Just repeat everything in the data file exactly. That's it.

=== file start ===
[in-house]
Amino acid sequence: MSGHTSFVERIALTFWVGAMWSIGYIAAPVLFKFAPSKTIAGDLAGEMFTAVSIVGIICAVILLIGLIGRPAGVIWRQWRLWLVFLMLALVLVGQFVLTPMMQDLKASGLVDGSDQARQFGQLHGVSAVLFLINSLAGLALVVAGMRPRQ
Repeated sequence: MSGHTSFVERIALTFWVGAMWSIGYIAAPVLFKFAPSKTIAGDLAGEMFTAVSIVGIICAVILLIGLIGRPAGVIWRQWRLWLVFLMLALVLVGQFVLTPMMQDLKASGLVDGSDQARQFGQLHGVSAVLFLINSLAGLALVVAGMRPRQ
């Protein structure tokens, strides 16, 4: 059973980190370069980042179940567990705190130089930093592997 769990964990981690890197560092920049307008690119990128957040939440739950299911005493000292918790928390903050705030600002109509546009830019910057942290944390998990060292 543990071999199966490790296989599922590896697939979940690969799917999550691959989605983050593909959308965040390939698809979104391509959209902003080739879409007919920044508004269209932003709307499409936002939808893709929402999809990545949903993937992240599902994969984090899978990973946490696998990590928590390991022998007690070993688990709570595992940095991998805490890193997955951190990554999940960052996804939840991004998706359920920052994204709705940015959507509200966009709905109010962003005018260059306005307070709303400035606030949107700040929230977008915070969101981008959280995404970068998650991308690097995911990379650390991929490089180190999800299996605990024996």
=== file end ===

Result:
[in-house]
Amino acid sequence: MSGHTSFVERIALTFWVGAMWSIGYIAAPVLFKFAPSKTIAGDLAGEMFTAVSIVGIICAVILLIGLIGRPAGVIWRQWRLWLVFLMLALVLVGQFVLTPMMQDLKASGLVDGSDQARQFGQLHGVSAVLFLINSLAGLALVVAGMRPRQ
Repeated sequence: MSGHTSFVERIALTFWVGAMWSIGYIAAPVLFKFAPSKTIAGDLAGEMFTAVSIVGIICAVILLIGLIGRPAGVIWRQWRLWLVFLMLALVLVGQFVLTPMMQDLKASGLVDGSDQARQFGQLHGVSAVLFLINSLAGLALVVAGMRPRQ
């Protein structure tokens, strides 16, 4: 059973980190370069980042179940567990705190130089930093592997 769990964990981690890197560092920049307008690119990128957040939440739950299911005493000292918790928390903050705030600002109509546009830019910057942290944390998990060292 543990071999199966490790296989599922590896697939979940690969799917999550691959989605983050593909959308965040390939698809979104391509959209902003080739879409007919920044508004269209932003709307499409936002939808893709929402999809990545949903993937992240599902994969984090899978990973946490696998990590928590390991022998007690070993688990709570595992940095991998805490890193997955951190990554999940960052996804939840991004998706359920920052994204709705940015959507509200966009709905109010962003005018260059306005307070709303400035606030949107700040929230977008915070969101981008959280995404970068998650991308690097995911990379650390991929490089180190999800299996605990024996």